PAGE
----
Aquatic physiotherapy and fall risk in elderly

Is training in water more effective than conventional physiotherapy to improve outcomes?

Aging involves a series of physiological changes in the human body, leading to progressive deterioration of most of its systems and, in the end, to alteration of functions and activities in the daily life of the elderly. Due to the degradation of the functions ensuring the integrity of balance, particularly in the sensory, neural and musculoskeletal system, the risk of falling in this vulnerable population increases, resulting in higher morbidity and mortality.

Various interventions are used to limit these effects and prevent fall risk from increasing. Conventional physiotherapy has shown its effectiveness through – among others – balance, gait and strength training. The effects of aquatic physiotherapy in terms of balance have been less studied, while such techniques showed some benefits with regard to mobility and postural stability.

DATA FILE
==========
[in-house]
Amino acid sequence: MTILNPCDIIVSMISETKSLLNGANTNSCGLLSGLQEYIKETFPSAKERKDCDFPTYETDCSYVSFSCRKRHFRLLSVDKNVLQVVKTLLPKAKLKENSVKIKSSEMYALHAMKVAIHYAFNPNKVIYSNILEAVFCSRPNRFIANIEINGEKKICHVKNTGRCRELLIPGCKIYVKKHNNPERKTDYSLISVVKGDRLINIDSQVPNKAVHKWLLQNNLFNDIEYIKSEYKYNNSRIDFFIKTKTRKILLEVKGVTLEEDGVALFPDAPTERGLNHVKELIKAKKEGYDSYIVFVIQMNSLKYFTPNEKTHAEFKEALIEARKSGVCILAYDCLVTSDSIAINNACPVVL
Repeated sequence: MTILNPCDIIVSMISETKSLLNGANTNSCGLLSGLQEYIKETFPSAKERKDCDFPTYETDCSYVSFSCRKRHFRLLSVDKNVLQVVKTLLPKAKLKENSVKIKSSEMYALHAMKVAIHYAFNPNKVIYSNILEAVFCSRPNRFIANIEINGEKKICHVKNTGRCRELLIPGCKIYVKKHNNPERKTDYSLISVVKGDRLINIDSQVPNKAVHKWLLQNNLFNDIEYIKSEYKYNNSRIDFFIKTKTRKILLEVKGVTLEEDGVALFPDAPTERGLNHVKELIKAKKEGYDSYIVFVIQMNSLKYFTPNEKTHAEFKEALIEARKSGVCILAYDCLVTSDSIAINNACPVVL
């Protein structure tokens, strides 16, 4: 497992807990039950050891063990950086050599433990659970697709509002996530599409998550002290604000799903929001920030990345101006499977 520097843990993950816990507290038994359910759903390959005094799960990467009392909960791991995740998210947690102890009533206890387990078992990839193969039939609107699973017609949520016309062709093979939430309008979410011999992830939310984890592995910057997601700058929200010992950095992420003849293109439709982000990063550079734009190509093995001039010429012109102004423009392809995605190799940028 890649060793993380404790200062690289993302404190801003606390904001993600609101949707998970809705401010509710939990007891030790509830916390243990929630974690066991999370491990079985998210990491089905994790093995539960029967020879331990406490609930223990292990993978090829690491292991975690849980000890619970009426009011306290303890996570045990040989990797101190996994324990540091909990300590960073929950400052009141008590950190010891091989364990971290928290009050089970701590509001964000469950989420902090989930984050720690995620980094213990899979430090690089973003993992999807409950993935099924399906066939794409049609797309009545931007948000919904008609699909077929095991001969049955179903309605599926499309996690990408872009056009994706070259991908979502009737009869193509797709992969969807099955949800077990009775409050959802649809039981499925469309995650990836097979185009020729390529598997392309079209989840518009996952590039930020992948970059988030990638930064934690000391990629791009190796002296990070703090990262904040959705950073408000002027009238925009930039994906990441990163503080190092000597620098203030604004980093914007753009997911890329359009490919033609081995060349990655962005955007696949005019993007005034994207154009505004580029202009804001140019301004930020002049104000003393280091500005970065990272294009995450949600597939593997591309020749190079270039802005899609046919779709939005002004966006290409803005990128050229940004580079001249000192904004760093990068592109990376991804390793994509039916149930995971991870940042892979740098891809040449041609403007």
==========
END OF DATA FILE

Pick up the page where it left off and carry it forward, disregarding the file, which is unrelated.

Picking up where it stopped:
The present study assessed the effectiveness of aquatic physiotherapy compared to conventional therapy in improving limitations and inabilities due to lack of balance in the elderly. If both interventions are efficient, aquatic therapy may have several interesting advantages.


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